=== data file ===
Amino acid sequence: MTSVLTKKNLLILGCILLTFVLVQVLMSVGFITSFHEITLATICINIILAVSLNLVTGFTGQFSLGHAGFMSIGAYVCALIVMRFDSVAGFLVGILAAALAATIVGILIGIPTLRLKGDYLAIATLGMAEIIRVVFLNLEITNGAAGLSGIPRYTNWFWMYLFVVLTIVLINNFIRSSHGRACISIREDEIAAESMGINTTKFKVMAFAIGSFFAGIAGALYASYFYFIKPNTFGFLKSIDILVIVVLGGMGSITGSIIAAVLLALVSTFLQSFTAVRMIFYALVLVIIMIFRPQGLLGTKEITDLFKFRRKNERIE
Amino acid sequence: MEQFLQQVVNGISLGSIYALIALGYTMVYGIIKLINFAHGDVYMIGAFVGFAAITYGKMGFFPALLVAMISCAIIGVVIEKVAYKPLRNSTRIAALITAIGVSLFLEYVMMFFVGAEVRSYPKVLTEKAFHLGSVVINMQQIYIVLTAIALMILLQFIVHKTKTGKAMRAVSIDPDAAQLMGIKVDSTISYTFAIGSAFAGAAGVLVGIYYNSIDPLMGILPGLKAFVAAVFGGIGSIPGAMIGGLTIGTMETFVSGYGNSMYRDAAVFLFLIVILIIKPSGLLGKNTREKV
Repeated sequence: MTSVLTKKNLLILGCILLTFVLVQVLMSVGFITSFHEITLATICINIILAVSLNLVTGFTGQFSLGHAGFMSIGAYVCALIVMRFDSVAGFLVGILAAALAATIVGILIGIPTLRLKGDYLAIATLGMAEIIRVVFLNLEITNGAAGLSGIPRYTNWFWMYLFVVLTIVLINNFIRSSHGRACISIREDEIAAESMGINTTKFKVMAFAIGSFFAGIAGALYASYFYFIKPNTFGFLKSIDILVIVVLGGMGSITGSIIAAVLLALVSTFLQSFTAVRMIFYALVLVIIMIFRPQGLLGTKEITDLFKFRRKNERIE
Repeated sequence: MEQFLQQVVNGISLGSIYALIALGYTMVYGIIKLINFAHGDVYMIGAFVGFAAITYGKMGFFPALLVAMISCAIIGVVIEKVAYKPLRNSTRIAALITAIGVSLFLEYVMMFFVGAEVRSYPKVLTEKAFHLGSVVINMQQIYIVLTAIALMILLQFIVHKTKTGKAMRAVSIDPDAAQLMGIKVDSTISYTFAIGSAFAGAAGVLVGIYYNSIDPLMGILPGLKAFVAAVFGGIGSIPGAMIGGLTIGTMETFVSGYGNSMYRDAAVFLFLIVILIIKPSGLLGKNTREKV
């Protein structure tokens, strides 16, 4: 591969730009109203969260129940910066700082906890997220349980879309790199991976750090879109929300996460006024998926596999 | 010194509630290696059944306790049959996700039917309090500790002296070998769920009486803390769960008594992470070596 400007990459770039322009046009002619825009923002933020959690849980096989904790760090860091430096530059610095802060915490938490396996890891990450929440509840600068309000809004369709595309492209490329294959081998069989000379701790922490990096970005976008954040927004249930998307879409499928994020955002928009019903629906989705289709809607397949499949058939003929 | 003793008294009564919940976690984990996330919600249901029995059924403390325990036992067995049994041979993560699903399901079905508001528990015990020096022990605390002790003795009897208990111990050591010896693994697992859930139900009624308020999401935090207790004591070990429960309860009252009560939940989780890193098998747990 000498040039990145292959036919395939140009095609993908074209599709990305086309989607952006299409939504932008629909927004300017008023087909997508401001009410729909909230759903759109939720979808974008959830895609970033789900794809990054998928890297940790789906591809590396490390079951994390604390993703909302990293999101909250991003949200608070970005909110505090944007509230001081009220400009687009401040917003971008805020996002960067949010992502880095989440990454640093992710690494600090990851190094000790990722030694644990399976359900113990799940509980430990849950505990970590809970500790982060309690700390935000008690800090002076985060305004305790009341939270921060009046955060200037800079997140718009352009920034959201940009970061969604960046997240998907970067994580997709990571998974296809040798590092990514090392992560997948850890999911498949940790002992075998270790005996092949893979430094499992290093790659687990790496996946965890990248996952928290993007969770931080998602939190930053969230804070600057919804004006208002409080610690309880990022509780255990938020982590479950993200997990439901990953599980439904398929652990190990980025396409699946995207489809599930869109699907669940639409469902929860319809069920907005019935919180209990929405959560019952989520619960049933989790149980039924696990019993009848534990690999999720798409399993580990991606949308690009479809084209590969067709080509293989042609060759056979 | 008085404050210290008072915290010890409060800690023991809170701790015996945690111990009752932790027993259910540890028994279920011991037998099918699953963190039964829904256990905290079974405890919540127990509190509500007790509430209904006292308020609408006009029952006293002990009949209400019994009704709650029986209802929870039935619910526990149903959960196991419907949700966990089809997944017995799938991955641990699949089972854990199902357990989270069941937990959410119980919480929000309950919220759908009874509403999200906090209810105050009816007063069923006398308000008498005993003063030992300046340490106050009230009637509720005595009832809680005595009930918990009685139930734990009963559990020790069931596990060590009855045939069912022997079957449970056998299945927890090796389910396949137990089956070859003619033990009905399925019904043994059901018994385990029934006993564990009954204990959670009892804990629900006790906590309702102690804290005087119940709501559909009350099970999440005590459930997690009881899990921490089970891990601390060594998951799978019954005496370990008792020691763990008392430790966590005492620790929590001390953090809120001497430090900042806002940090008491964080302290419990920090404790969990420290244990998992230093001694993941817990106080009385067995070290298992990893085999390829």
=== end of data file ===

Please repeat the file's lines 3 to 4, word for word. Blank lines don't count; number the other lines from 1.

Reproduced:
Repeated sequence: MTSVLTKKNLLILGCILLTFVLVQVLMSVGFITSFHEITLATICINIILAVSLNLVTGFTGQFSLGHAGFMSIGAYVCALIVMRFDSVAGFLVGILAAALAATIVGILIGIPTLRLKGDYLAIATLGMAEIIRVVFLNLEITNGAAGLSGIPRYTNWFWMYLFVVLTIVLINNFIRSSHGRACISIREDEIAAESMGINTTKFKVMAFAIGSFFAGIAGALYASYFYFIKPNTFGFLKSIDILVIVVLGGMGSITGSIIAAVLLALVSTFLQSFTAVRMIFYALVLVIIMIFRPQGLLGTKEITDLFKFRRKNERIE
Repeated sequence: MEQFLQQVVNGISLGSIYALIALGYTMVYGIIKLINFAHGDVYMIGAFVGFAAITYGKMGFFPALLVAMISCAIIGVVIEKVAYKPLRNSTRIAALITAIGVSLFLEYVMMFFVGAEVRSYPKVLTEKAFHLGSVVINMQQIYIVLTAIALMILLQFIVHKTKTGKAMRAVSIDPDAAQLMGIKVDSTISYTFAIGSAFAGAAGVLVGIYYNSIDPLMGILPGLKAFVAAVFGGIGSIPGAMIGGLTIGTMETFVSGYGNSMYRDAAVFLFLIVILIIKPSGLLGKNTREKV